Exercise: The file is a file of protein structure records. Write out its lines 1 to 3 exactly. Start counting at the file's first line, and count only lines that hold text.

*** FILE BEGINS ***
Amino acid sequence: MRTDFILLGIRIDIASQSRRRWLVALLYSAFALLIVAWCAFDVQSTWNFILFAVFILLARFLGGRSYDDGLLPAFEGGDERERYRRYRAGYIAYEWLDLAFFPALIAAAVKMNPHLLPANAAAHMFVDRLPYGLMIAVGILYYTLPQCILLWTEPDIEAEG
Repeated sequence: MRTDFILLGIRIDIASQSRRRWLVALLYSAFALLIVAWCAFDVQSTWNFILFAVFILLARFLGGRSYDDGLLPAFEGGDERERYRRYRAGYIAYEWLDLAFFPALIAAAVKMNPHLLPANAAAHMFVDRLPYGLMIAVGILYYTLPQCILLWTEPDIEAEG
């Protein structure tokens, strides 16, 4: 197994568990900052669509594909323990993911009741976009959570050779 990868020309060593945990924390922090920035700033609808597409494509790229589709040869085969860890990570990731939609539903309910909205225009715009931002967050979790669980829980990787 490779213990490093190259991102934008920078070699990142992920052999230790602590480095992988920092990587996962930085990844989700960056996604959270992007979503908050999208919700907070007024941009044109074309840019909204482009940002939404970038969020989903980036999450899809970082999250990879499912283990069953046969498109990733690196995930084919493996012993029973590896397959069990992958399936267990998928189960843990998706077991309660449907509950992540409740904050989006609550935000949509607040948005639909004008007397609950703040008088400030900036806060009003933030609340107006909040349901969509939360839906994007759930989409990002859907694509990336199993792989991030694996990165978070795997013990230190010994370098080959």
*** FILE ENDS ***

Amino acid sequence: MRTDFILLGIRIDIASQSRRRWLVALLYSAFALLIVAWCAFDVQSTWNFILFAVFILLARFLGGRSYDDGLLPAFEGGDERERYRRYRAGYIAYEWLDLAFFPALIAAAVKMNPHLLPANAAAHMFVDRLPYGLMIAVGILYYTLPQCILLWTEPDIEAEG
Repeated sequence: MRTDFILLGIRIDIASQSRRRWLVALLYSAFALLIVAWCAFDVQSTWNFILFAVFILLARFLGGRSYDDGLLPAFEGGDERERYRRYRAGYIAYEWLDLAFFPALIAAAVKMNPHLLPANAAAHMFVDRLPYGLMIAVGILYYTLPQCILLWTEPDIEAEG
């Protein structure tokens, strides 16, 4: 197994568990900052669509594909323990993911009741976009959570050779 990868020309060593945990924390922090920035700033609808597409494509790229589709040869085969860890990570990731939609539903309910909205225009715009931002967050979790669980829980990787 490779213990490093190259991102934008920078070699990142992920052999230790602590480095992988920092990587996962930085990844989700960056996604959270992007979503908050999208919700907070007024941009044109074309840019909204482009940002939404970038969020989903980036999450899809970082999250990879499912283990069953046969498109990733690196995930084919493996012993029973590896397959069990992958399936267990998928189960843990998706077991309660449907509950992540409740904050989006609550935000949509607040948005639909004008007397609950703040008088400030900036806060009003933030609340107006909040349901969509939360839906994007759930989409990002859907694509990336199993792989991030694996990165978070795997013990230190010994370098080959």